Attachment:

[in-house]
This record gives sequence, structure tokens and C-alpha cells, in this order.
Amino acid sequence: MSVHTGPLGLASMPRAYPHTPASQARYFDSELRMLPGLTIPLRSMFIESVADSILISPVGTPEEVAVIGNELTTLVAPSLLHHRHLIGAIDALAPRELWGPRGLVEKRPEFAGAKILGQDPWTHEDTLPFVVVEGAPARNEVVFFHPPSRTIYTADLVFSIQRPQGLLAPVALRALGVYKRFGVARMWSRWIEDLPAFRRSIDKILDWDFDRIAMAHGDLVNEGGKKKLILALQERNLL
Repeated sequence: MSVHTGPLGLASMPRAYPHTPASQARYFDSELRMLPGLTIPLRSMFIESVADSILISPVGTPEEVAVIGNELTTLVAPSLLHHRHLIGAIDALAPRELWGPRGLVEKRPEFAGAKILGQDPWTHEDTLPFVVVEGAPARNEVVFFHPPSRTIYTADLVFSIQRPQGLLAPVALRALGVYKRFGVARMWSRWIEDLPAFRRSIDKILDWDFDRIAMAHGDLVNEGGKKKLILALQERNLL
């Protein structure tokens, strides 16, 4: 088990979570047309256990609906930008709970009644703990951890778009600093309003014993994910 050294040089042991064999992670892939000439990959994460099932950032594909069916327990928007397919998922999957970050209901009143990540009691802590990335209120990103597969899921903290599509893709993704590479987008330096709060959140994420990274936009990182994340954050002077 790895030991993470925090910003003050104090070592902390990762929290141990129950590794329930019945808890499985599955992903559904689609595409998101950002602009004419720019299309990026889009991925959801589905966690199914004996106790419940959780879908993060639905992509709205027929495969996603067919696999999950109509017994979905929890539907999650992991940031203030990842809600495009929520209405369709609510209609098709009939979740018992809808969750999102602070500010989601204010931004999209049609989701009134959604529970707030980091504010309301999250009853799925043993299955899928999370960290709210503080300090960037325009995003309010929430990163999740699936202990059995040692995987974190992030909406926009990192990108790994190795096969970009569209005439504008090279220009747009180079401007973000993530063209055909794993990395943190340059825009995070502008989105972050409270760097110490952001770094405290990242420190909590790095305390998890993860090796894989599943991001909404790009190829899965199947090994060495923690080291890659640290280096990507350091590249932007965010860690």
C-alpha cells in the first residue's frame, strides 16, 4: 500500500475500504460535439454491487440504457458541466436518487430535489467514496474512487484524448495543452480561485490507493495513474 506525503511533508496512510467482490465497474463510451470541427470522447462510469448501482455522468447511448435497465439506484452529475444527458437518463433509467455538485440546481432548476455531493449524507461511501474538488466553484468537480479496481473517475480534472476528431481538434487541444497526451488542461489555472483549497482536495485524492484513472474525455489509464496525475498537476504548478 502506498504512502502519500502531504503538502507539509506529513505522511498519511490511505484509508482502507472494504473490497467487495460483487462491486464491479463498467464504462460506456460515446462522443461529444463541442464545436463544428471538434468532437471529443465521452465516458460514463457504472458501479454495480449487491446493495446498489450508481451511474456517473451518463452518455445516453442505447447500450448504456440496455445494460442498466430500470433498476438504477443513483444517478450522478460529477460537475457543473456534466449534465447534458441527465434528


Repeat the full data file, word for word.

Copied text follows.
[in-house]
This record gives sequence, structure tokens and C-alpha cells, in this order.
Amino acid sequence: MSVHTGPLGLASMPRAYPHTPASQARYFDSELRMLPGLTIPLRSMFIESVADSILISPVGTPEEVAVIGNELTTLVAPSLLHHRHLIGAIDALAPRELWGPRGLVEKRPEFAGAKILGQDPWTHEDTLPFVVVEGAPARNEVVFFHPPSRTIYTADLVFSIQRPQGLLAPVALRALGVYKRFGVARMWSRWIEDLPAFRRSIDKILDWDFDRIAMAHGDLVNEGGKKKLILALQERNLL
Repeated sequence: MSVHTGPLGLASMPRAYPHTPASQARYFDSELRMLPGLTIPLRSMFIESVADSILISPVGTPEEVAVIGNELTTLVAPSLLHHRHLIGAIDALAPRELWGPRGLVEKRPEFAGAKILGQDPWTHEDTLPFVVVEGAPARNEVVFFHPPSRTIYTADLVFSIQRPQGLLAPVALRALGVYKRFGVARMWSRWIEDLPAFRRSIDKILDWDFDRIAMAHGDLVNEGGKKKLILALQERNLL
């Protein structure tokens, strides 16, 4: 088990979570047309256990609906930008709970009644703990951890778009600093309003014993994910 050294040089042991064999992670892939000439990959994460099932950032594909069916327990928007397919998922999957970050209901009143990540009691802590990335209120990103597969899921903290599509893709993704590479987008330096709060959140994420990274936009990182994340954050002077 790895030991993470925090910003003050104090070592902390990762929290141990129950590794329930019945808890499985599955992903559904689609595409998101950002602009004419720019299309990026889009991925959801589905966690199914004996106790419940959780879908993060639905992509709205027929495969996603067919696999999950109509017994979905929890539907999650992991940031203030990842809600495009929520209405369709609510209609098709009939979740018992809808969750999102602070500010989601204010931004999209049609989701009134959604529970707030980091504010309301999250009853799925043993299955899928999370960290709210503080300090960037325009995003309010929430990163999740699936202990059995040692995987974190992030909406926009990192990108790994190795096969970009569209005439504008090279220009747009180079401007973000993530063209055909794993990395943190340059825009995070502008989105972050409270760097110490952001770094405290990242420190909590790095305390998890993860090796894989599943991001909404790009190829899965199947090994060495923690080291890659640290280096990507350091590249932007965010860690």
C-alpha cells in the first residue's frame, strides 16, 4: 500500500475500504460535439454491487440504457458541466436518487430535489467514496474512487484524448495543452480561485490507493495513474 506525503511533508496512510467482490465497474463510451470541427470522447462510469448501482455522468447511448435497465439506484452529475444527458437518463433509467455538485440546481432548476455531493449524507461511501474538488466553484468537480479496481473517475480534472476528431481538434487541444497526451488542461489555472483549497482536495485524492484513472474525455489509464496525475498537476504548478 502506498504512502502519500502531504503538502507539509506529513505522511498519511490511505484509508482502507472494504473490497467487495460483487462491486464491479463498467464504462460506456460515446462522443461529444463541442464545436463544428471538434468532437471529443465521452465516458460514463457504472458501479454495480449487491446493495446498489450508481451511474456517473451518463452518455445516453442505447447500450448504456440496455445494460442498466430500470433498476438504477443513483444517478450522478460529477460537475457543473456534466449534465447534458441527465434528